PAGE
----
To counteract the argument of repetition, the front nine has three par 3’s while the back has only the one, which is one reason why the back nine is 250+ yards longer. This additional length adds a bit to the variety of the course. In addition, some of the fairway widths do vary. I recall the quote of Danny Kaye, the famous actor and comedian, who stood on the tee of the fifth hole and said something to the effect of needing a rifle to hit an acceptable shot. While the fifth is not nearly as narrow as the fourteenth at The Island, it and the sixth are daunting tee shots.
The course does not have a single great hole on it such as one will find at The European, Lahinch Old, Ballybunion Old, Royal County Down, etc., which is somewhat rare for a links golf course. There are some “average” holes but there are not holes that I think are bad. It is a very steady and even golf course.
I liked the par 3’s followed by the par 5’s.
The first hole a mid-length par 4 has seven well placed bunkers and a good slightly raised green. It is a good starting hole.
The second hole, a very short par 5 and index 18, is probably the weakest hole on the golf course but it does offer defense in the burn/ditch running down the entire left side, high rough on the right, and a small, raised green. The hole has six bunkers.
The third, a par 4, is sort of oddly placed having to walk back parallel to some of the second fairway to find the tee. There is a dunes on the right side that blocks some of the view of the fairway of which there is more behind it than there is to the right. The maintenance sheds rough hard against the left side as you near the green which is off-putting. The green, however, is splendid as it is small, raised and well protected by four bunkers. It is a real pity about the maintenance building.
The fourth is a lovely par 3 well protected by four bunkers and a slanted green. It is a challenging yet fun hole.
The fifth is a long par 4 with a narrow fairway with mounds on both sides sort of working as guardrails back to the fairway. However, miss the fairway and you can draw an uneven or nasty lie. The green is open at the front and long, but a deep bunker left front of the green requires a good shot just to escape from it.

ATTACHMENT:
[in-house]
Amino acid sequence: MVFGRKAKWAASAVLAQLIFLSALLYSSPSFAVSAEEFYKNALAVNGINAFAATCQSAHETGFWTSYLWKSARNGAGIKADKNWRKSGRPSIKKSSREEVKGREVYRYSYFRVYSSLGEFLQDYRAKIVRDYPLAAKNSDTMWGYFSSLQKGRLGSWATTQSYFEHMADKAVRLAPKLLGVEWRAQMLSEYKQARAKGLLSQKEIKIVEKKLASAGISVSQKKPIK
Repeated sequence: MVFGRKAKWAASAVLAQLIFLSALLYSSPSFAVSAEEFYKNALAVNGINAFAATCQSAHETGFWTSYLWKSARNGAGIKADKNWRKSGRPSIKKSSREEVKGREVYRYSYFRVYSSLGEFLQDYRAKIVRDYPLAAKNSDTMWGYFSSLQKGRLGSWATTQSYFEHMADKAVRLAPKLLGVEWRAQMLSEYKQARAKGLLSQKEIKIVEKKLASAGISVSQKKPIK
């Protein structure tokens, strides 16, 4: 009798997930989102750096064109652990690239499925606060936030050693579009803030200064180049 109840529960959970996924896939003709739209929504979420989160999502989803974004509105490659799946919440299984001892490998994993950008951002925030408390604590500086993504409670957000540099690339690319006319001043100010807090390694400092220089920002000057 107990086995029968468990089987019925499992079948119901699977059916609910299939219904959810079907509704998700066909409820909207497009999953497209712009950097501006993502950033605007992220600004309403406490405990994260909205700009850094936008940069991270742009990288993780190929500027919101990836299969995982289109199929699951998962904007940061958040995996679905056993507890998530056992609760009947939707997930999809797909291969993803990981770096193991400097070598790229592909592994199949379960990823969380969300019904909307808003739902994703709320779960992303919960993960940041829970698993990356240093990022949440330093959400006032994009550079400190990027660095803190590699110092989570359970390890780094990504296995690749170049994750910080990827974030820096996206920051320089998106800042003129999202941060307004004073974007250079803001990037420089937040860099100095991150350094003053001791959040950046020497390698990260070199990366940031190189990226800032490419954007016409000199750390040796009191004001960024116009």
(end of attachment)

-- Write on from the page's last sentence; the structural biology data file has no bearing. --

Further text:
The sixth is my favorite hole on the golf course, a long par 5 that once again has mounds on either side serving as guardrails, although more pronounced on the left. Once again, if you get into these mounds, trouble awaits for the recovery shot. In addition, bunkers are built into the side of the mounds on the left which means it is unlikely that one can advance their ball. Those mounds are built to create additional height clearance for the bunker shot. There is a good green slanting right to left.
I am torn about the seventh, a longer par 3 that has a pond well short of the green. I do not really care for ponds on links courses. However, the green complex is splendid.
The mid-length dogleg left par 4 comes next. All sorts of strangely shaped mounds parallel the fairway. The green sits hard against the mounds on the right side. Hit the left side of the mound and you are likely back on the green. Go slightly right of the mound and you are likely dropping more than a shot. The tee shot has to consider these different heights on the dune mounds and if one lands in the wrong spot on them, it can lead to a difficult recovery shot. It is a clever hole as it has the best terrain on the golf course.
The ninth is my favorite par 3 on the golf course at the far end of the golf course as a mid-length par 3 that has only four bunkers but they are large and the shape of the green makes it appear as though there are six bunkers. There are bail-out areas here but if one chooses to bail out the green is slanted so that saving par is difficult.
The number one index is a long par 4 that has a burn/ditch cutting across the front of the green from the left side to the right. It is a difficult hole due to the length and the placement of the ditch.
A long par 5 is next and offers six bunkers at the turn in the fairway for the tee shot. There is a road going down the right side but I cannot remember whether going across this is out of bounds or not. I did cross it and played a penalty. Those bunkers and the road make for a challenging tee shot. A burn comes into play on the right side for the second shot but then reappears on the left side as you near the green. Seven additional bunkers await you for the second and third shot. It is a very fine golf hole.
The last par 3 comes next. Some may think it comes a little early in the round but after playing two difficult holes this is a nice breather. The green is well bunkered but visually this is not as strong a hole as the previous par 3’s.
To be fair, I do not recall much of holes 13-17 as we played them as quickly as we could given the weather (we were only a two ball). I do recall the burn/ditch down the right on 13 because I found it. There are a lot of bunkers on 14 and a lot of gorse behind the green which I had not noticed previously on the golf course.